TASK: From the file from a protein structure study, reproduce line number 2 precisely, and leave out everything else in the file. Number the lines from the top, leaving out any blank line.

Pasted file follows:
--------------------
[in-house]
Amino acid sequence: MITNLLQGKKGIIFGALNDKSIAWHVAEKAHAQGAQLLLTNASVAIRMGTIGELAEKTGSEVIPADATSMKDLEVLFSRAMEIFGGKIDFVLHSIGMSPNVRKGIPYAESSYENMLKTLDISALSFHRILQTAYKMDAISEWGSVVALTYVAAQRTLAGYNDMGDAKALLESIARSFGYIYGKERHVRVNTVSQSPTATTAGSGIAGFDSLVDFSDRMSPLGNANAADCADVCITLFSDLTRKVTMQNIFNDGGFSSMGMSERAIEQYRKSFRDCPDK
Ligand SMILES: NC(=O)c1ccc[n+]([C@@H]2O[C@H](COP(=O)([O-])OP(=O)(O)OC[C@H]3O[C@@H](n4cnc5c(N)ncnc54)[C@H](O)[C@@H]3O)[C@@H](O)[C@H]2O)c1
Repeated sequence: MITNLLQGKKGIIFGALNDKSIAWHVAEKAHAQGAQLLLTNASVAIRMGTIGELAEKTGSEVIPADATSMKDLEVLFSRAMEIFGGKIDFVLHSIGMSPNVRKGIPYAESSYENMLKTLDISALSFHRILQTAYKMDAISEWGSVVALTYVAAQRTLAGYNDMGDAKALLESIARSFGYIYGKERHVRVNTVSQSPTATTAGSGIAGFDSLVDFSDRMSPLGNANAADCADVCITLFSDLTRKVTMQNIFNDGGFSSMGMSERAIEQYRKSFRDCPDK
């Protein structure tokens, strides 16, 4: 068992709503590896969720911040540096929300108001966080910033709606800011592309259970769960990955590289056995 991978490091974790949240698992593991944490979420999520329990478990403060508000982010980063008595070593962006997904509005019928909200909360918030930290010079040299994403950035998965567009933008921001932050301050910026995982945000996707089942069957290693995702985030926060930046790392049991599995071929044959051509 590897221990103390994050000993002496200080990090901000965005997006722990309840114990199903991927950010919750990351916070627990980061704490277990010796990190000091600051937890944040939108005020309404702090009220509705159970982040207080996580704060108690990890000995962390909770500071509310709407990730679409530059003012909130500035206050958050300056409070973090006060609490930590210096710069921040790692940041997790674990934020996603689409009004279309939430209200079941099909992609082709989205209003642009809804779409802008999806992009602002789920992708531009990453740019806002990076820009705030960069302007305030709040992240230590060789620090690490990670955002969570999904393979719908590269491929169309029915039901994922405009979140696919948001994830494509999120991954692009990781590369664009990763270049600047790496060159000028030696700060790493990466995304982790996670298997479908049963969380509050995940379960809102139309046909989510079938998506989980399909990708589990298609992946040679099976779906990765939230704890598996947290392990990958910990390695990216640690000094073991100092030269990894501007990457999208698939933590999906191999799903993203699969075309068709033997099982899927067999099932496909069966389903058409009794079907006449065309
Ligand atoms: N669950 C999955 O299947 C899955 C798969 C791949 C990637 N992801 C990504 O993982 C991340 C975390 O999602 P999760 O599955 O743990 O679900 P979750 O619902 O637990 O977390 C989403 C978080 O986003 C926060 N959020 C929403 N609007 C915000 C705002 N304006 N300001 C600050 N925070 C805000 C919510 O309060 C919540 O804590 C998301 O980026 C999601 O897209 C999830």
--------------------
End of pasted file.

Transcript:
Amino acid sequence: MITNLLQGKKGIIFGALNDKSIAWHVAEKAHAQGAQLLLTNASVAIRMGTIGELAEKTGSEVIPADATSMKDLEVLFSRAMEIFGGKIDFVLHSIGMSPNVRKGIPYAESSYENMLKTLDISALSFHRILQTAYKMDAISEWGSVVALTYVAAQRTLAGYNDMGDAKALLESIARSFGYIYGKERHVRVNTVSQSPTATTAGSGIAGFDSLVDFSDRMSPLGNANAADCADVCITLFSDLTRKVTMQNIFNDGGFSSMGMSERAIEQYRKSFRDCPDK